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Karlov of the Ghost Council: Commander 2015 Preview


Commander (2015 Edition) is nearly upon us, and we couldn’t be more excited. Five enemy-colored decks featuring all manner of crazy designs and mechanics that are emblematic of those color pairs—what’s not to love? This product is particularly important for some color pairs that have traditionally had somewhat limited selection as far as commanders go.

This has been especially true for a combination like W/B. Sure, there are plenty of options, but how much difference is there between Teysa, Orzhov Scion, Ghost Council of Orzhova, and Athreos, God of Passage? The cards are different, but the decks built around these cards will often end up looking very similar to one another. Commander (2015 Edition) is an exciting opportunity for these color combinations to be redefined and reinvigorated with fresh takes on the themes and mechanics that make the enemy-color pairs unique.

So what kind of awesome designs can we expect from the Church of Orzhova in Commander (2015 Edition)? Karlov of the Ghost Council has a few ideas.

Uriah from CMDR Decks helped us dig into the flavor of where Karlov comes from:

Carlos and Alex are excited to bring you two different takes on Karlov in Commander, featuring all the life-gaining, counter-placing, creature-killing chaos you can stand. Won’t you join us as we find out what kind of power you can bring to bear when you have friends on the Ghost Council?

Carlos Gutierrez is an Associate Editor for Gathering Magic, an engineer-in-training, and a Commander and Pauper enthusiast. By day, he works as a STEM educator, but he spends his weekends hitting all his land drops and trying new board games, puzzles, and video games.

You can find all of him sharing Commander craziness, baked goods on Twitter, and complaints about graduate school at @cag5383.

Karlov forces us to ask a lot of interesting questions during deck-building because there are so many small themes you’re trying to balance. The most important question posed by Karlov is this one: How many sources of incidental life-gain can you build into your deck? The power of Karlov is twofold. First, Karlov is very cheap, which means you can get on the board early and start accumulating +1/+1 counters. Second, Karlov discourages your opponents from spending their removal on him, as you can just unload your +1/+1 counters to exile the offender’s best creature. Even if Karlov is killed, your commander is cheap enough that it just isn’t a big deal.

When I build around a new commander, I try to pick a theme and push on it hard. In the case of Karlov, I want to see just how many +1/+1 counters we can generate. Is it reasonable to attack for 6 or so and then present 21 points of Commander damage after your opponents decline to block? Can you gain enough life that Karlov can function as your primary source of removal? I decided to focus on three primary life-gain engines to find out.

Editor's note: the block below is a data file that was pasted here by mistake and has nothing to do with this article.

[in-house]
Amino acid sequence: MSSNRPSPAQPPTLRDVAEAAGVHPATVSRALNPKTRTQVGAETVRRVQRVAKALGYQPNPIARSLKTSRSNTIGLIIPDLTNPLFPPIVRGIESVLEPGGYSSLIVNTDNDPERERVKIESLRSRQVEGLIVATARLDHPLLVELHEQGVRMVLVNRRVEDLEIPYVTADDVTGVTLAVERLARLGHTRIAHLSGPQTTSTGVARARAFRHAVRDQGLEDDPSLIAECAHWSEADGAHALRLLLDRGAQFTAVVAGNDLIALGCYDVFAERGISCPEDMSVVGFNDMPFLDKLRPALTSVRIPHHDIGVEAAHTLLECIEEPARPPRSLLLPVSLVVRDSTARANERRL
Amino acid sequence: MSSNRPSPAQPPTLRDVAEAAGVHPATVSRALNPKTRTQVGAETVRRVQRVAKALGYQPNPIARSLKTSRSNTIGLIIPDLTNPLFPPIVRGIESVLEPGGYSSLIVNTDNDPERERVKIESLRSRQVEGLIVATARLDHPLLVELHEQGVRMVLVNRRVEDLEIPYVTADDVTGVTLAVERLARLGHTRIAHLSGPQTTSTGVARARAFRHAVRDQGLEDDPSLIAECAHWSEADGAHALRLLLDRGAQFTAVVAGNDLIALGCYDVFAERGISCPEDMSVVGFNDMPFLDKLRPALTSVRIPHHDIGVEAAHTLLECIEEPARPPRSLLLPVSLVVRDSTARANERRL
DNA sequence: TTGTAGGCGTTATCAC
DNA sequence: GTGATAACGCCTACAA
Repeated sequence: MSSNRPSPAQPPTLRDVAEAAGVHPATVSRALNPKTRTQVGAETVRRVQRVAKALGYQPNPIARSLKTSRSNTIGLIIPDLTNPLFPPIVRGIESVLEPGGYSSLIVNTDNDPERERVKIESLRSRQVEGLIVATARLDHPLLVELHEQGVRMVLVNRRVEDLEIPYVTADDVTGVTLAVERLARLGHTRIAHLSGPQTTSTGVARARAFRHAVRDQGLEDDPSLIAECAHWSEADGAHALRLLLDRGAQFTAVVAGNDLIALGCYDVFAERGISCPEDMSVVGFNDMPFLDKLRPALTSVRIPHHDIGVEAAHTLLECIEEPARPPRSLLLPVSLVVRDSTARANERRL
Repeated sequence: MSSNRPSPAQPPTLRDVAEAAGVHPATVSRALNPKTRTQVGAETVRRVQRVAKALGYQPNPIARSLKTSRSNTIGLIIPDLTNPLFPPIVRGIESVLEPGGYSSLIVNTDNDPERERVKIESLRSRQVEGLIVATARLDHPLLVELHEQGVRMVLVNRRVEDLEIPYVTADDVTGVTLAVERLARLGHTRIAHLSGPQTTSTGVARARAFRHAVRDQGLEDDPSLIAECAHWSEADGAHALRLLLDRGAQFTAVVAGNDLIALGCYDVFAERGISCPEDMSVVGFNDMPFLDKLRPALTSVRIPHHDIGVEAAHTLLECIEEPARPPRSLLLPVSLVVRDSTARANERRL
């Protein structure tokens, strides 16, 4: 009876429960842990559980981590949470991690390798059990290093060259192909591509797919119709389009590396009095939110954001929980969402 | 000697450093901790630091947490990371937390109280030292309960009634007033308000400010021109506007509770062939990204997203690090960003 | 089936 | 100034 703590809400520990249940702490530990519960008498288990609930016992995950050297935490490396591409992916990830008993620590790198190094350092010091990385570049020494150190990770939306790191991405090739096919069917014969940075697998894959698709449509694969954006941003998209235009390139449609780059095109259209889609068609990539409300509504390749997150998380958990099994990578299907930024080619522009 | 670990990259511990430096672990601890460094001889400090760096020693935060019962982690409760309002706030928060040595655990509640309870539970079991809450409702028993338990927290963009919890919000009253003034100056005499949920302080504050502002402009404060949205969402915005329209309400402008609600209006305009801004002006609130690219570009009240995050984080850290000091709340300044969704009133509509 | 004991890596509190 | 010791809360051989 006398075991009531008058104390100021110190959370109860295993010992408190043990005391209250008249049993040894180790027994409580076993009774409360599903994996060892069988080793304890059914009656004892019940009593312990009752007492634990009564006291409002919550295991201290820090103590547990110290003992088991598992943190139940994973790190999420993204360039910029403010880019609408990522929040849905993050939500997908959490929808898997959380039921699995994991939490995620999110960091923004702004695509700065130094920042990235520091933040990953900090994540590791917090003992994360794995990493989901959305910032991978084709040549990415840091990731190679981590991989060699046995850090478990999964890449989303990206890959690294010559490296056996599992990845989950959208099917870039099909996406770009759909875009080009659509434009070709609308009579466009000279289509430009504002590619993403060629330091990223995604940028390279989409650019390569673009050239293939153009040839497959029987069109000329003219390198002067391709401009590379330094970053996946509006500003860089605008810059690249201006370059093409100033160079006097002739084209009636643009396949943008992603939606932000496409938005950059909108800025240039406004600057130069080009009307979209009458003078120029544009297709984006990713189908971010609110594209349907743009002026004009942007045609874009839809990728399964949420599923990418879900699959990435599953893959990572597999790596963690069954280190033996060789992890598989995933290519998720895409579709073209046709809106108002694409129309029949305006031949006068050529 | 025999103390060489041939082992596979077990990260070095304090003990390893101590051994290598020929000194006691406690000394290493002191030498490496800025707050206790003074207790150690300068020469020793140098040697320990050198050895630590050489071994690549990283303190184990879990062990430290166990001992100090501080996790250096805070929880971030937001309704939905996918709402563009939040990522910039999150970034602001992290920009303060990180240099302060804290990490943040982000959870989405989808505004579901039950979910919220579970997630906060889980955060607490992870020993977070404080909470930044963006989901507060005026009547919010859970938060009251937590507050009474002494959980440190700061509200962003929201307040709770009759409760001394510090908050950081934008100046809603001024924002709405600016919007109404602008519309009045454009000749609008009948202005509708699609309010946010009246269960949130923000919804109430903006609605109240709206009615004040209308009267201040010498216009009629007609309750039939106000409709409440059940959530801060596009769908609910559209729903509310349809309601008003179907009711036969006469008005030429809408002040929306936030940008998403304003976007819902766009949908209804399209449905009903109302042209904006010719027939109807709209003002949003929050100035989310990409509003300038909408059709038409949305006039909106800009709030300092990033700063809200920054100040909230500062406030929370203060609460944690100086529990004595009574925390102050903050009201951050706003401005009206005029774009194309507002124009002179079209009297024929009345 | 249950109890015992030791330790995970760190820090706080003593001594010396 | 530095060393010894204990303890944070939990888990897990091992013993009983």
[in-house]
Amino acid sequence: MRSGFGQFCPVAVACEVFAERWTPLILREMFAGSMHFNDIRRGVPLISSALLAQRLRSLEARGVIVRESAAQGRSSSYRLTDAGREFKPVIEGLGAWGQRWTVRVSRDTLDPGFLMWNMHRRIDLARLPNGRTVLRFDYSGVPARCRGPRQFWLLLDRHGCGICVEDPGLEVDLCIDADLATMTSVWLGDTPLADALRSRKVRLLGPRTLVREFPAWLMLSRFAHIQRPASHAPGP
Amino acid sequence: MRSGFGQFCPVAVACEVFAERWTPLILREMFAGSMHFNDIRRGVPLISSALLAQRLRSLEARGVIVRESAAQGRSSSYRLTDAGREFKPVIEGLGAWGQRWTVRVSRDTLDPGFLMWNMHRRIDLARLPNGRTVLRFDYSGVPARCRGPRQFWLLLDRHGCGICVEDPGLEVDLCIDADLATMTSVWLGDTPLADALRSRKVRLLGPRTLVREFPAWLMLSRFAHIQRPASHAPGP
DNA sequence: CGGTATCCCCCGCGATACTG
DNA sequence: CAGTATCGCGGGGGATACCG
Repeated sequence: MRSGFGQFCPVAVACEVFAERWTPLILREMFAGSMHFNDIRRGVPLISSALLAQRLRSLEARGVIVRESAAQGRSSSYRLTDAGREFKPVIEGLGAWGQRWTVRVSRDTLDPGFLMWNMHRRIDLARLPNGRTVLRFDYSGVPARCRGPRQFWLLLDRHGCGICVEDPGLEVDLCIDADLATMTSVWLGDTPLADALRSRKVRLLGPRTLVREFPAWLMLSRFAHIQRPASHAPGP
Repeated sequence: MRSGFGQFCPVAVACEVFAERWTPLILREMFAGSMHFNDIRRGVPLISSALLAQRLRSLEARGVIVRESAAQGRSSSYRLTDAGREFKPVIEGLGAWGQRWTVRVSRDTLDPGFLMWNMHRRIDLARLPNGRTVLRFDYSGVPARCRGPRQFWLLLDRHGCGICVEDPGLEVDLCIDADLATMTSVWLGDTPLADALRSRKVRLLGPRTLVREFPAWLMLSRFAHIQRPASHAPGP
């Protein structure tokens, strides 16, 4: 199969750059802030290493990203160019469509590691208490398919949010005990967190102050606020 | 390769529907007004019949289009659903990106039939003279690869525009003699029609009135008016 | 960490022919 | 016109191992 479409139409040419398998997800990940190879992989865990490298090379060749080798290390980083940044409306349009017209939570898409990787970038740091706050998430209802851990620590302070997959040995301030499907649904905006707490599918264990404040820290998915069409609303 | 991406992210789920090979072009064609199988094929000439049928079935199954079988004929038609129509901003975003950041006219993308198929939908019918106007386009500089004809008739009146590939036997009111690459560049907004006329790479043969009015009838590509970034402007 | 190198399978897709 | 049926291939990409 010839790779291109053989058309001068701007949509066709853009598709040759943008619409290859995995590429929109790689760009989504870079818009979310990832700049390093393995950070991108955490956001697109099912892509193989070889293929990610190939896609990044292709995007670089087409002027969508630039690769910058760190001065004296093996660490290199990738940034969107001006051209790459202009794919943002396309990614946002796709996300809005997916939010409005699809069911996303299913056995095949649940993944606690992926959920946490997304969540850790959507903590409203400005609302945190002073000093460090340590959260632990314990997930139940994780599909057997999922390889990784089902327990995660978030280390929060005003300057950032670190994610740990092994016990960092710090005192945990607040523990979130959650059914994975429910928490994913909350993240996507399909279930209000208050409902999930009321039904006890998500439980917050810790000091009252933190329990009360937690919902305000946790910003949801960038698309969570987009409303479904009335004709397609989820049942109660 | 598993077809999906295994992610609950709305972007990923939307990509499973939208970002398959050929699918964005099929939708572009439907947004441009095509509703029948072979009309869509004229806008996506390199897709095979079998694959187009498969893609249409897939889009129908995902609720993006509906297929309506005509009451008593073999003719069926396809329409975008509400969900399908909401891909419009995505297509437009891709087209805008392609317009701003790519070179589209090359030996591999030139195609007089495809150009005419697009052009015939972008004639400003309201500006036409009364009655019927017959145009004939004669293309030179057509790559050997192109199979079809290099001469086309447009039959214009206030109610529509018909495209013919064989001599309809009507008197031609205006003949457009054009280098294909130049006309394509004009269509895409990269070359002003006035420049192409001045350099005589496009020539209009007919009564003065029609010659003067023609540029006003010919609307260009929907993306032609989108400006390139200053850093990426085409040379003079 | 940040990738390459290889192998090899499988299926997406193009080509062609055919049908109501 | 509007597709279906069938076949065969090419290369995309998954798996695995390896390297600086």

Radiant Fountain
Zuran Orb
Claws of Gix

The first engine involves the use of life-gain lands like Glimmerpost and Radiant Fountain alongside Zuran Orb and Claws of Gix. These allow you to pump Karlov at will, and they combo especially well with the likes of Faith's Reward, Second Sunrise, and Planar Birth to let you grow Karlov to immense proportions, clear away opposing blockers, and still potentially get in for lethal. If you’re uncomfortable going all-in on a Second Sunrise, Crucible of Worlds lets you be a little more moderated. Similarly, Staff of the Death Magus lets you generate a crazy number of individual life-gain triggers, particularly with Urborg, Tomb of Yawgmoth involved.

The second engine focuses on Scrapheap in combination with Salvaging Station, Sun Titan, and potentially Auriok Salvagers. This lets you cycle through cards like Wayfarer's Bauble, Executioner's Capsule, and Nihil Spellbomb, generating value, life, and counters along the way. This engine becomes particularly brutal when you throw cards like Basilisk Collar into the mix with Mortarpod and Triskelavus.

Speaking of tokens, W/B is a great color combination for token attrition. Cards like Attrition, Mortarpod, and Fell Shepherd let you keep them bouncing in and out of play to maximize the triggers you can gain off Falkenrath Noble, Blood Artist, and Soul Wardens. Ranger of Eos helps find Soul's Attendant and Deathgreeter, while Stoneforge Mystic and company can provide redundancy by tutoring up Sylvok Lifestaff.

Put those ideas together, and here’s where I landed for a first pass on Karlov:

Karlov of the Ghost Council ? Commander | Carlos Gutierrez

  • Commander (0)